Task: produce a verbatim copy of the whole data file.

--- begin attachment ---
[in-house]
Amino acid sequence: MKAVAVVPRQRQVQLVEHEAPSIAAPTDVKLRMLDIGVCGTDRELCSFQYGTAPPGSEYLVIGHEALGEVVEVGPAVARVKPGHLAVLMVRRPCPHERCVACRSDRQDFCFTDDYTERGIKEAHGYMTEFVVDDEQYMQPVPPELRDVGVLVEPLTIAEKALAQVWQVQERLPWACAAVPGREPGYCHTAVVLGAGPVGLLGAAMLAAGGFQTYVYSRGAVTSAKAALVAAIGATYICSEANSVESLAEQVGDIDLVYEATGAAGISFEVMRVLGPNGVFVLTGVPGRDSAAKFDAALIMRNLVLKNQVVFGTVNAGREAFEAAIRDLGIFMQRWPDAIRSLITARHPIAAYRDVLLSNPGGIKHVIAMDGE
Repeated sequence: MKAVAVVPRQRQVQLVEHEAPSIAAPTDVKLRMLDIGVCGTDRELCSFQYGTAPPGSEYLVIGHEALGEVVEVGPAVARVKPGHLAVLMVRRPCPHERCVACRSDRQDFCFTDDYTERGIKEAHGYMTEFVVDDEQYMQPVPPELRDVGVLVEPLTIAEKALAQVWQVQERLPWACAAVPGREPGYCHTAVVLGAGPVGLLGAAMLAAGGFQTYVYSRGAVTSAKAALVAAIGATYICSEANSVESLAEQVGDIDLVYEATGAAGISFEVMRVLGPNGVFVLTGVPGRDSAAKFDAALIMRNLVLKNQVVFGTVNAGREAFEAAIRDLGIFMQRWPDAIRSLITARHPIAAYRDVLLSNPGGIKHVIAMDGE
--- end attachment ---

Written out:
[in-house]
Amino acid sequence: MKAVAVVPRQRQVQLVEHEAPSIAAPTDVKLRMLDIGVCGTDRELCSFQYGTAPPGSEYLVIGHEALGEVVEVGPAVARVKPGHLAVLMVRRPCPHERCVACRSDRQDFCFTDDYTERGIKEAHGYMTEFVVDDEQYMQPVPPELRDVGVLVEPLTIAEKALAQVWQVQERLPWACAAVPGREPGYCHTAVVLGAGPVGLLGAAMLAAGGFQTYVYSRGAVTSAKAALVAAIGATYICSEANSVESLAEQVGDIDLVYEATGAAGISFEVMRVLGPNGVFVLTGVPGRDSAAKFDAALIMRNLVLKNQVVFGTVNAGREAFEAAIRDLGIFMQRWPDAIRSLITARHPIAAYRDVLLSNPGGIKHVIAMDGE
Repeated sequence: MKAVAVVPRQRQVQLVEHEAPSIAAPTDVKLRMLDIGVCGTDRELCSFQYGTAPPGSEYLVIGHEALGEVVEVGPAVARVKPGHLAVLMVRRPCPHERCVACRSDRQDFCFTDDYTERGIKEAHGYMTEFVVDDEQYMQPVPPELRDVGVLVEPLTIAEKALAQVWQVQERLPWACAAVPGREPGYCHTAVVLGAGPVGLLGAAMLAAGGFQTYVYSRGAVTSAKAALVAAIGATYICSEANSVESLAEQVGDIDLVYEATGAAGISFEVMRVLGPNGVFVLTGVPGRDSAAKFDAALIMRNLVLKNQVVFGTVNAGREAFEAAIRDLGIFMQRWPDAIRSLITARHPIAAYRDVLLSNPGGIKHVIAMDGE